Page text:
When one sophomore saw that Miss Universe 2019 was South African, she was empowered by the success of a black woman as an African herself.
Nyasha Bgoni felt connected to Miss Universe, Zozibini Tunzi of South Africa, because Bgoni was born in Zimbabwe, Africa, and moved to the United States when she was 7, she said.
“You don't see a lot of African women in mainstream media,” Bgoni said. “So then to see that ‘Oh, this is an African woman. This is not just a black woman, this is an African woman,’ and that was honestly really really important.”
For the first time in pageant history, black women held the top four major pageant competition titles in 2019: Miss Teen USA, Miss America, Miss USA and Miss Universe.
The Miss Black and Gold Scholarship Pageant was the first pageant that Bgoni has competed in, and she won the title of 2019-20 Miss Black and Gold on Dec. 7, 2019. The Miss Black and Gold Scholarship Pageant is a scholarship competition that the Alpha Phi Alpha Fraternity Incorporated has presented every year since 1976.
“For young black women, one of the things that we do depend on is the success of other women before us,” Bgoni said. “So that kind of reinstates that idea of ‘Yes, I can also achieve that as well.’”
Former pageant contestant and current judge, Patty Booker, said as a black woman, she needed to work harder to prove herself to the judges when she competed in pageants.
“That pressure is on you because you feel there are certain things the judges may not accept,” Booker said. “There’s a certain standard that they're looking for for appearance.”
Booker said when the four black women were crowned in their respective titles, it was life-changing for her.
“To the African-American community, it meant a lot to us, to see women like myself be crowned,” Booker said. “This is a representation of what America looks like.”
Apple Dennie, the 2019 Miss Sweetheart of Arkansas said it empowered her to see four black winners because they showed her she can do it too, she said.
Dennie was surprised when she won a local title and was ranked as one of the top 10 contestants for Miss Arkansas. But after seeing that the title holders for the national competitions were black women like her, Dennie believed that anything was within reach, she said.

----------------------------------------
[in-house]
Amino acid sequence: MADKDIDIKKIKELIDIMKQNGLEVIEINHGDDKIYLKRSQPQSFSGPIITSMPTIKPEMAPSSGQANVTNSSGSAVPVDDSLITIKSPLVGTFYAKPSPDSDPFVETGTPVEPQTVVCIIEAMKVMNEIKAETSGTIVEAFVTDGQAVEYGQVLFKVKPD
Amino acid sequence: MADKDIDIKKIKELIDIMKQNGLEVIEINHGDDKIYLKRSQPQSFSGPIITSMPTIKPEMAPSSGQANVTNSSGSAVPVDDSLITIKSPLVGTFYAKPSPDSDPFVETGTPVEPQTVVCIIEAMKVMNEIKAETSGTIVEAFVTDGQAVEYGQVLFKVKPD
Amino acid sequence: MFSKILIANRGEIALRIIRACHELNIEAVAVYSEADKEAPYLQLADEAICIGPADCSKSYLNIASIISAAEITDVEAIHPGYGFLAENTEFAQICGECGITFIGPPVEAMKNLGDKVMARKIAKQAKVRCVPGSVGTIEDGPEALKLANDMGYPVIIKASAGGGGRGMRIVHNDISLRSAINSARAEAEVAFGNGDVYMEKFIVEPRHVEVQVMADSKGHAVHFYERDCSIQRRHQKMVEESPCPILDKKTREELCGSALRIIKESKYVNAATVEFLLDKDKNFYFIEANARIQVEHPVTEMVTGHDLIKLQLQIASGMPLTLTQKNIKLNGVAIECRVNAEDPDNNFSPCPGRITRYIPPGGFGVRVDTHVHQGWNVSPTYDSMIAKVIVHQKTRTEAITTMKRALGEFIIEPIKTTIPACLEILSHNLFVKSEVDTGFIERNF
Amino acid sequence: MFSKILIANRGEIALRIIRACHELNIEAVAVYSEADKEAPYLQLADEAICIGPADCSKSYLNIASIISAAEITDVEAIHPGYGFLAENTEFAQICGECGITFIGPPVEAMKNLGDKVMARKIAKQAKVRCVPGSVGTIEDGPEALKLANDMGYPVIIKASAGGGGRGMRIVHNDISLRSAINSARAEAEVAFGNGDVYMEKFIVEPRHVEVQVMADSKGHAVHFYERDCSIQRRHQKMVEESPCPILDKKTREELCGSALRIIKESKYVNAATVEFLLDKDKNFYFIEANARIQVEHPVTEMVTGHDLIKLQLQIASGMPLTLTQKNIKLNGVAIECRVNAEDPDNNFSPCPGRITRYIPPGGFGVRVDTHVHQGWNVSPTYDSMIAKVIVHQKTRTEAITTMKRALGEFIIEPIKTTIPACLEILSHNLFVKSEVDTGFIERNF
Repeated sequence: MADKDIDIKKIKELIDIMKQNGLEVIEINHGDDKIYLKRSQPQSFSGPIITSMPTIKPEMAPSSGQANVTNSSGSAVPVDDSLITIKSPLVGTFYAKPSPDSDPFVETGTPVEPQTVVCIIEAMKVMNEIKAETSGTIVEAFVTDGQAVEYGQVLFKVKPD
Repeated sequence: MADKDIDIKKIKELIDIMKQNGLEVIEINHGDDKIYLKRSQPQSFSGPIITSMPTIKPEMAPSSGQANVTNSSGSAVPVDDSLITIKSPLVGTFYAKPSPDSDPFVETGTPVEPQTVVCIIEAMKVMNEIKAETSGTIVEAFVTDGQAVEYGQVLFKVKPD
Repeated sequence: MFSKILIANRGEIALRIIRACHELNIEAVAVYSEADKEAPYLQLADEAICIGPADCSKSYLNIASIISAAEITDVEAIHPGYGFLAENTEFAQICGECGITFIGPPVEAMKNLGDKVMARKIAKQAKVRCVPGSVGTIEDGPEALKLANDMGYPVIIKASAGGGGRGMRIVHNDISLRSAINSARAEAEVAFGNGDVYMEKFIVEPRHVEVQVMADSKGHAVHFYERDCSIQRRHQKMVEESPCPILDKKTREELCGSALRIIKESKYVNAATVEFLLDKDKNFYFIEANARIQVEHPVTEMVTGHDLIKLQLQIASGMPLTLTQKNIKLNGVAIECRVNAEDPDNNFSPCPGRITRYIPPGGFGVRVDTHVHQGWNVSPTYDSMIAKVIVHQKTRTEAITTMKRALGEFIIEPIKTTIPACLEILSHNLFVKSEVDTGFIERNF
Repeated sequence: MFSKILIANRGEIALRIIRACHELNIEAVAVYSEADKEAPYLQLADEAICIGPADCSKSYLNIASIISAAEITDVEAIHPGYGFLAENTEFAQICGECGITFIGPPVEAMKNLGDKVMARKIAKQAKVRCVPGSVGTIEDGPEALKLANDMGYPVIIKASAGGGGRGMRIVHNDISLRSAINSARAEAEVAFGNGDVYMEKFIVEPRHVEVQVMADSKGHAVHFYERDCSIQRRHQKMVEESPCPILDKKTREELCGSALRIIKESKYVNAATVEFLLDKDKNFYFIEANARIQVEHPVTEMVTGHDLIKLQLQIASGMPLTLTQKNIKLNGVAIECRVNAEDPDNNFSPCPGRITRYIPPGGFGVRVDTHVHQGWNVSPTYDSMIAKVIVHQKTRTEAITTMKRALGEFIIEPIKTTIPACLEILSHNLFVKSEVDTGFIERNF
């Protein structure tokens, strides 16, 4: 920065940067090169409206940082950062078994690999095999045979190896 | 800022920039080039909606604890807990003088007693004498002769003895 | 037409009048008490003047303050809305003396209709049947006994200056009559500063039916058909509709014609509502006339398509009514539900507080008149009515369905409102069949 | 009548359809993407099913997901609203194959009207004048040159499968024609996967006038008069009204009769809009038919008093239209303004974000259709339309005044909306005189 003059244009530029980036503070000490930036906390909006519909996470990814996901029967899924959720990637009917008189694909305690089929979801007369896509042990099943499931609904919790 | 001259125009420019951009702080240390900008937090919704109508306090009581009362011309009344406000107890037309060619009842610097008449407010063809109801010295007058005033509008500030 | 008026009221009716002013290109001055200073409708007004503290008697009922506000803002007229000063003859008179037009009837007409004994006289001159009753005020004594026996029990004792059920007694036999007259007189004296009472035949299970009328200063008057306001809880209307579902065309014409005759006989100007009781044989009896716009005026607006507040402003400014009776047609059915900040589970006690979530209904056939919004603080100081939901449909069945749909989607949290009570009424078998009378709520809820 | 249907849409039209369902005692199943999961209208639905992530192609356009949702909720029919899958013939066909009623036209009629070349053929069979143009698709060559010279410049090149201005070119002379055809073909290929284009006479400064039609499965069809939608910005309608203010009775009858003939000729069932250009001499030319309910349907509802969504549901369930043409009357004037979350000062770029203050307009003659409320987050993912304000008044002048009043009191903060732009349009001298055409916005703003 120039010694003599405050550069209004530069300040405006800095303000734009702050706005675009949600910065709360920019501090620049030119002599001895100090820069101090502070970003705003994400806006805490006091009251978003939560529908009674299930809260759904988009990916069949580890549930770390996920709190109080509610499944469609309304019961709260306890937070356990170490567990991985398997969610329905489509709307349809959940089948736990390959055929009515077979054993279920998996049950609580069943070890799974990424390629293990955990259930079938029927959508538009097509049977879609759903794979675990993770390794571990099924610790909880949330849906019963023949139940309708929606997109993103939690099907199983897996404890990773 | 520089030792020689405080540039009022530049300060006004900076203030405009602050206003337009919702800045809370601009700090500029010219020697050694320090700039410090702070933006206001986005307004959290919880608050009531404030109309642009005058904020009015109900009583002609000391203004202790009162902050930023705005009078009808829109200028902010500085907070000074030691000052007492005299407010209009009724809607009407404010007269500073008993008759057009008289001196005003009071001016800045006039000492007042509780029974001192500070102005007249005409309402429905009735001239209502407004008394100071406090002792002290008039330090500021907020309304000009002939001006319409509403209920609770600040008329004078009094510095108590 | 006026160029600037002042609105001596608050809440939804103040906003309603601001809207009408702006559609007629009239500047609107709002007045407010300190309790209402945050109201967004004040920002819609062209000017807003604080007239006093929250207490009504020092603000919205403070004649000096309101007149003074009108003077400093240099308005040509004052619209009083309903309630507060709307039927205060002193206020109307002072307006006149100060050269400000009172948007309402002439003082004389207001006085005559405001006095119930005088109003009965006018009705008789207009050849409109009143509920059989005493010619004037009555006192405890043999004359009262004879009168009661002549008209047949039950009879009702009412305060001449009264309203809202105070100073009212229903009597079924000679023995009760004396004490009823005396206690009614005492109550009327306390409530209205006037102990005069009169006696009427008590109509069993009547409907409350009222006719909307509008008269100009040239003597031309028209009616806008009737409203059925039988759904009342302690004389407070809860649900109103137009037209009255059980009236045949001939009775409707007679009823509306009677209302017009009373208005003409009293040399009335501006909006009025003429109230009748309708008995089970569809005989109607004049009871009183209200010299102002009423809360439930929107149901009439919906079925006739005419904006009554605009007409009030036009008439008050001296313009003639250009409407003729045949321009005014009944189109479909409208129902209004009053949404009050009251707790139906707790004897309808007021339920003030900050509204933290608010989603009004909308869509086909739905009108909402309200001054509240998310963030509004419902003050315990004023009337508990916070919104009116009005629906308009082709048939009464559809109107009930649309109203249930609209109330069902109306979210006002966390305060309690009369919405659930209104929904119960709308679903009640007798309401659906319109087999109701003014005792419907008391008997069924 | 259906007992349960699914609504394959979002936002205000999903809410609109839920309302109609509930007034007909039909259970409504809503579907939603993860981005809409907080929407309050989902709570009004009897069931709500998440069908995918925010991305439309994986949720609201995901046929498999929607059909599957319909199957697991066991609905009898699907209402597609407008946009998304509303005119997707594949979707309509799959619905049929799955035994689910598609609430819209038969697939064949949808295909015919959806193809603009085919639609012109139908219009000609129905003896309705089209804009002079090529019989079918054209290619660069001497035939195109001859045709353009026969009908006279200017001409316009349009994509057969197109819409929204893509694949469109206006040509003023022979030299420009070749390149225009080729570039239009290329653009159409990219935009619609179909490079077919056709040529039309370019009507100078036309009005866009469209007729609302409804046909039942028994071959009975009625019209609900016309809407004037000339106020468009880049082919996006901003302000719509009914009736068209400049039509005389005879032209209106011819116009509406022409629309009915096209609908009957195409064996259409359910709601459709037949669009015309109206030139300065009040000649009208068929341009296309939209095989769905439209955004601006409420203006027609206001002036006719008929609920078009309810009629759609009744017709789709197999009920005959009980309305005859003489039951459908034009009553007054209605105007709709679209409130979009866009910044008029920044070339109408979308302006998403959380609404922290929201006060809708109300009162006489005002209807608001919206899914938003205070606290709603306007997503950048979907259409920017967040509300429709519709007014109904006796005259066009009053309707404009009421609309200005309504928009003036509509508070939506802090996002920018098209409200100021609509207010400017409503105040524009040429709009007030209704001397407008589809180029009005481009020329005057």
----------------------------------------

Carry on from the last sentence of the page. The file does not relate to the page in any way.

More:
Dr. Tamera Glover, an assistant professor at Arkansas State University, has competed in and judged pageant competitions, she said. The last title she held was Mrs. Arkansas United States 2018.
“(Judges) go off of the way she carries herself, and just being able to connect with the overall vision for that particular system,” Glover said. “So it’s not about her nationality or her color. It is more so on her willingness to serve.”
Miss Heritage 2019 Darian Tisdale thinks this milestone of black women winning major pageants is helping to overcome a stigma that black women cannot win pageants, she said.
“Having somebody to look up to that’s the same skin color or has the same hair, whatever it may be, it’s encouraging to see that,” Tisdale said.
When Dennie was first participating, she was worried about racism but did not encounter any problems, she said.
“I was the only black girl there, and there’s not always gonna be other black girls in the Miss Arkansas prelims,” Dennie said. “No one has ever intentionally singled me out at all, but you feel like the odd one out when you’re the only one in there.”
As of September 2019, the Miss America competition is operating under a new system that determines the winner based off of intellect, talent and not appearance, according to Miss America 2.0.
“Seeing all of these women that look like me being successful in an organization that it’s not the norm, it impacted me to push harder,” Dennie said.